I broke ranks with myself tonight.
I just got home about an hour ago. I went to see George Clooney’s new flick, “The Descendants,” earlier. The movie “started” at 7:20 pm. Trailers are an event unto themselves. Trailers are padding for the irresponsible and truant moviegoers. The theater is in a busy pedestrian area and I hate busy pedestrian spots, especially when they are at night. This is an intersection of elements that leaves me most severely out of my element. This is why I like to see all movies early in the morning. The first showing, if possible, because it is the cheapest and the least crowded. I must have had a wild hair up my ass earlier because I told my son we should catch a later showing rather than tomorrow’s early one which would have been more typically my style. He acted nonplussed but I can’t believe he wasn’t struck by my trampling upon personal tradition. Unusual behavior from me.
The theaters is surrounded by restaurants and bars and the area is awash with the repugnant odor of dates galore. Night is when all the plastic people come out. I feel so diminished at night with groups of fashionable and stylish people surrounding. Night is when the good-looking, socially well-adjusted and normal people come out to display their wares. They walk around smugly and self-satisfied. Everyone looks perfectly presented and polished and appear to be on a mission of fulfilling some unspoken (at least to me) bullet list of requirements regarding physical and social attributes that I missed out on.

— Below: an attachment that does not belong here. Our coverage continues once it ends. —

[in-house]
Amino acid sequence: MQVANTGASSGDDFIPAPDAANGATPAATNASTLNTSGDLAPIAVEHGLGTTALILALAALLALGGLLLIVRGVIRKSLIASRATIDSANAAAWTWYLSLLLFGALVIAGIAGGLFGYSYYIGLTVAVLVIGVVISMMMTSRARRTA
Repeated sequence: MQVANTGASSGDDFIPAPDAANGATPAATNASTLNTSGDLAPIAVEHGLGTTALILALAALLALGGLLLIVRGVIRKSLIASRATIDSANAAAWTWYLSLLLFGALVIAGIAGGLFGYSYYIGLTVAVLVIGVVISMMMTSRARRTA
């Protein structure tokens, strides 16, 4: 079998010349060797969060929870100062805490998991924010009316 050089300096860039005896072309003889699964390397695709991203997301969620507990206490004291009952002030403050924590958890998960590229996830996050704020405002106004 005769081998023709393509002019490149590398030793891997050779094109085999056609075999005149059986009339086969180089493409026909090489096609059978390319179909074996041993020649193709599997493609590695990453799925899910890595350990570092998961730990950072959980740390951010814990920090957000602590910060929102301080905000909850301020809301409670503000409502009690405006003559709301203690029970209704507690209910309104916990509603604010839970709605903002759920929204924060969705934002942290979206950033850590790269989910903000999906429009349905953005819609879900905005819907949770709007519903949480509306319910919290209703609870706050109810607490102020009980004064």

I feel so undistinguished after the sun has set when the night air is tinged with bright colorful lights and signs. Groups of stellar strangers stroll, smiling, arm in arm, enjoying their nighttime romps, heading to the theater or a restaurant. During the day or in less crowded quarters, I do not feel as alienated, but it seems many of the undesirables don’t mind showing their face during the day so I’m less conspicuous, and thus, not affected.
Nighttime is when the memo goes out that I never receive. Nighttime social life is a pre-filtered grouping that weeds out the undesirables and weirdos. We should just stay home and indulge in whatever esoteric retreats make staying home so enchanting to us. We live under the rock, we must stay there.
At least the movie was excellent.
I’ve come to really like the patented Clooney character, the 45-ish father, husband (or -ex), whose last vestiges of vibrant and buoyant youth are beginning to dry up as he simultaneously contends with the devouring legacy of a life gone south. This movie joins Michael Clayton and O Brother, Where Art Thou? as my favorite Clooney movies.
After the final credits rolled about 9:40, I scurried to my car while trying avoid pedestrians, or at least avoid looking them in the face, and scurried home, back to where I belong after the sun goes down.